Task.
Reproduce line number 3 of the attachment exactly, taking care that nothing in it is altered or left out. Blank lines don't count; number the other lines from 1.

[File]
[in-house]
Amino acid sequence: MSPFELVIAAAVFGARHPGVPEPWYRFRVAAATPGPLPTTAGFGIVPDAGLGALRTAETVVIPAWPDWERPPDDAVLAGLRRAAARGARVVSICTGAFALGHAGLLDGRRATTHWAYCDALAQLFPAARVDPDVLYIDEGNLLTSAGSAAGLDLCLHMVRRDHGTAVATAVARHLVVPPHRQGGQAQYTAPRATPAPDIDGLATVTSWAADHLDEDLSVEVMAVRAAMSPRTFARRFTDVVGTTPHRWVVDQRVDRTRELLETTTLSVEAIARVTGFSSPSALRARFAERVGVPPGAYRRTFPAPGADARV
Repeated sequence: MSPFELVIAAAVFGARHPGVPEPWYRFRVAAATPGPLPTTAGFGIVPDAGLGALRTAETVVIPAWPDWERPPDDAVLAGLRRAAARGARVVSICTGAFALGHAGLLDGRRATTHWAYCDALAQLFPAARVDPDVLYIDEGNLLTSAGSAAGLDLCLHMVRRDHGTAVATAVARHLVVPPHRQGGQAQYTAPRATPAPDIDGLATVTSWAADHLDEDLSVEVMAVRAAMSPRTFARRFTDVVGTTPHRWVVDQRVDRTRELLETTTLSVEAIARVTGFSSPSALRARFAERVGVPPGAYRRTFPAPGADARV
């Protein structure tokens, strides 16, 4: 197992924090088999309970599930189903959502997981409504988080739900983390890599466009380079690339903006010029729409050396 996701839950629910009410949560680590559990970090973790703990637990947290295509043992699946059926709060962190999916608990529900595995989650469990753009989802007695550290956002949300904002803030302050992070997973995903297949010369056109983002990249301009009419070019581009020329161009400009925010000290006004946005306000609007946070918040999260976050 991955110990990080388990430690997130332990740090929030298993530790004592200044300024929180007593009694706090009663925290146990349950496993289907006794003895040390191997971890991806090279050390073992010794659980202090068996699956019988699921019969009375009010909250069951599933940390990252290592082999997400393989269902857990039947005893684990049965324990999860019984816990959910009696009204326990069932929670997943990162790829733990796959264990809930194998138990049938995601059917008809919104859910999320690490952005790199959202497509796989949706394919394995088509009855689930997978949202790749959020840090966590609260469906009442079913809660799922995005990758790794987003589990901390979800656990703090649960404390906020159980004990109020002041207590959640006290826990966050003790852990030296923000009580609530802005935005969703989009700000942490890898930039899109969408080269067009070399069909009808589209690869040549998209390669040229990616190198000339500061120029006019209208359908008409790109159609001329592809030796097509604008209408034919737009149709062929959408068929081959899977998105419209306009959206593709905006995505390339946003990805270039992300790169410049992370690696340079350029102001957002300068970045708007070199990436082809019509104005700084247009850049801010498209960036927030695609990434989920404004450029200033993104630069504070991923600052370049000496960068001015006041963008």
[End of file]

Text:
Repeated sequence: MSPFELVIAAAVFGARHPGVPEPWYRFRVAAATPGPLPTTAGFGIVPDAGLGALRTAETVVIPAWPDWERPPDDAVLAGLRRAAARGARVVSICTGAFALGHAGLLDGRRATTHWAYCDALAQLFPAARVDPDVLYIDEGNLLTSAGSAAGLDLCLHMVRRDHGTAVATAVARHLVVPPHRQGGQAQYTAPRATPAPDIDGLATVTSWAADHLDEDLSVEVMAVRAAMSPRTFARRFTDVVGTTPHRWVVDQRVDRTRELLETTTLSVEAIARVTGFSSPSALRARFAERVGVPPGAYRRTFPAPGADARV